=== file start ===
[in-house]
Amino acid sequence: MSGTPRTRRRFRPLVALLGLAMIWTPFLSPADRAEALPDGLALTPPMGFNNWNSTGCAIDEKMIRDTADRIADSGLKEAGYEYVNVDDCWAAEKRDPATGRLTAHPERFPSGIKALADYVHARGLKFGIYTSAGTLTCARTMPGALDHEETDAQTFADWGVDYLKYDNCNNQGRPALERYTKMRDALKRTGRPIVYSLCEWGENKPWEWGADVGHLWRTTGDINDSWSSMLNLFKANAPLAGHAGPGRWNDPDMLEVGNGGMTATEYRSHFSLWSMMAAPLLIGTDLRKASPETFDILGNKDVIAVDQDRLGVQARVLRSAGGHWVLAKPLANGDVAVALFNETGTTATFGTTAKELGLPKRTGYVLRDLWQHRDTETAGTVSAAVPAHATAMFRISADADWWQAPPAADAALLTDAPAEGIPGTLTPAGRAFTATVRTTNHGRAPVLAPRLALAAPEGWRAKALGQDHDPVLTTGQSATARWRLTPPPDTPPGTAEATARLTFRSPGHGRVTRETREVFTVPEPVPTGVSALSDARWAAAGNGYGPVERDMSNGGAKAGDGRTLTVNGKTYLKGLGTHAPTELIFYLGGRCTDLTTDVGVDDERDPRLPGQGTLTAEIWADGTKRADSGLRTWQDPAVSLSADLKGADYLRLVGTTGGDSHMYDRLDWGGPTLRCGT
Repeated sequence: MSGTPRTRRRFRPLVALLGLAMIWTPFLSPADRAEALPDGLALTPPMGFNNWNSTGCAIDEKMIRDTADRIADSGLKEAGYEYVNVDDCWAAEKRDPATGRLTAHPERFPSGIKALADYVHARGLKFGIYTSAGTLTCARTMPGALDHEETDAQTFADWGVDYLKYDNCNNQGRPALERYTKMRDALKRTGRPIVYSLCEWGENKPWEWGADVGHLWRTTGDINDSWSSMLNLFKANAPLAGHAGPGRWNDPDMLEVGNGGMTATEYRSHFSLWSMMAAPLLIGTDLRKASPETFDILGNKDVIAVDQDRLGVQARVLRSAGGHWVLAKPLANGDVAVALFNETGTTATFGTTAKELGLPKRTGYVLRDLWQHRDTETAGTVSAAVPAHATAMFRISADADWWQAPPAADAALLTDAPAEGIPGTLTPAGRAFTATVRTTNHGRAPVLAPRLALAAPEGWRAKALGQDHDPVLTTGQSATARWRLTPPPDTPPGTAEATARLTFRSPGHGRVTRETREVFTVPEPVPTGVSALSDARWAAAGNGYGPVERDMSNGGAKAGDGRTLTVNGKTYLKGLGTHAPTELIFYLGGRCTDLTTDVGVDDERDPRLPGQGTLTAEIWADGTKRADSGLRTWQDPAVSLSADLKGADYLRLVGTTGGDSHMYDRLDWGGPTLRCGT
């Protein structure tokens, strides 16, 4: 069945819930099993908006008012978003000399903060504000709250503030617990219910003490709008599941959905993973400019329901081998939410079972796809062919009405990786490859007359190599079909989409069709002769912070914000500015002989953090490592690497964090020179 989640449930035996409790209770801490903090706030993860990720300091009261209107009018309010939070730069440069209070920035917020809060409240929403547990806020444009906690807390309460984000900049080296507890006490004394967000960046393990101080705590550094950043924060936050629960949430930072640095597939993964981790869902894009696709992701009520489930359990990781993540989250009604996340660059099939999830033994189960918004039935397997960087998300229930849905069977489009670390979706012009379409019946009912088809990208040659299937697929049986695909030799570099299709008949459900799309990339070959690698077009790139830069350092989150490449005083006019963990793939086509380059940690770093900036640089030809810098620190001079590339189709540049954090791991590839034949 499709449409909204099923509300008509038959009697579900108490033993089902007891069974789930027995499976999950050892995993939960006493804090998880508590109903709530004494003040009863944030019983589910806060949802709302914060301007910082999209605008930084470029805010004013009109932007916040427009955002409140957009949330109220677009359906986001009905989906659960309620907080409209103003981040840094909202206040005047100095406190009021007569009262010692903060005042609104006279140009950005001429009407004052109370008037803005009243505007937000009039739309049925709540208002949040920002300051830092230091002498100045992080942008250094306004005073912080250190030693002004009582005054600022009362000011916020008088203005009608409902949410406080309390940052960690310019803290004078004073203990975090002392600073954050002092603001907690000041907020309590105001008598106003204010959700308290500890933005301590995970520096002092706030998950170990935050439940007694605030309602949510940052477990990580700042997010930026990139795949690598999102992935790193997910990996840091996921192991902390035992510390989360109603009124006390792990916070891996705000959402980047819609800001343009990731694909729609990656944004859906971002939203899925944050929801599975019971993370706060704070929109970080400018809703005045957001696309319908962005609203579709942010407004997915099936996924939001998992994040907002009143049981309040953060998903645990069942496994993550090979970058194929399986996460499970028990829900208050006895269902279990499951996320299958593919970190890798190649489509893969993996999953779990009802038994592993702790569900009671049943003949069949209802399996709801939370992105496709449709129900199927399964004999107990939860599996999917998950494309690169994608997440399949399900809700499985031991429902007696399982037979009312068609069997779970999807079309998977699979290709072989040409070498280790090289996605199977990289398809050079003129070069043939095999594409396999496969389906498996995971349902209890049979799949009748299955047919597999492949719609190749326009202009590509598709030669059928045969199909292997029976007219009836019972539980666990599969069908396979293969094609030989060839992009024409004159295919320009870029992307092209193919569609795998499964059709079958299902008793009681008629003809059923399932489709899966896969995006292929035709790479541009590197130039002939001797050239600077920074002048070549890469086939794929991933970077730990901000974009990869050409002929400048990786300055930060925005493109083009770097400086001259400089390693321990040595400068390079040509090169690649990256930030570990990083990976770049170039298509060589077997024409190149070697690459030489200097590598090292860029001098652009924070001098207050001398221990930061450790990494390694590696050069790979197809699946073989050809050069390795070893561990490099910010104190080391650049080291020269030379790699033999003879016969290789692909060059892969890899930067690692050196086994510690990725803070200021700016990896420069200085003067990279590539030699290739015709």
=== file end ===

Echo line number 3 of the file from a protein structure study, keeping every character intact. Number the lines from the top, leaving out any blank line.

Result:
Repeated sequence: MSGTPRTRRRFRPLVALLGLAMIWTPFLSPADRAEALPDGLALTPPMGFNNWNSTGCAIDEKMIRDTADRIADSGLKEAGYEYVNVDDCWAAEKRDPATGRLTAHPERFPSGIKALADYVHARGLKFGIYTSAGTLTCARTMPGALDHEETDAQTFADWGVDYLKYDNCNNQGRPALERYTKMRDALKRTGRPIVYSLCEWGENKPWEWGADVGHLWRTTGDINDSWSSMLNLFKANAPLAGHAGPGRWNDPDMLEVGNGGMTATEYRSHFSLWSMMAAPLLIGTDLRKASPETFDILGNKDVIAVDQDRLGVQARVLRSAGGHWVLAKPLANGDVAVALFNETGTTATFGTTAKELGLPKRTGYVLRDLWQHRDTETAGTVSAAVPAHATAMFRISADADWWQAPPAADAALLTDAPAEGIPGTLTPAGRAFTATVRTTNHGRAPVLAPRLALAAPEGWRAKALGQDHDPVLTTGQSATARWRLTPPPDTPPGTAEATARLTFRSPGHGRVTRETREVFTVPEPVPTGVSALSDARWAAAGNGYGPVERDMSNGGAKAGDGRTLTVNGKTYLKGLGTHAPTELIFYLGGRCTDLTTDVGVDDERDPRLPGQGTLTAEIWADGTKRADSGLRTWQDPAVSLSADLKGADYLRLVGTTGGDSHMYDRLDWGGPTLRCGT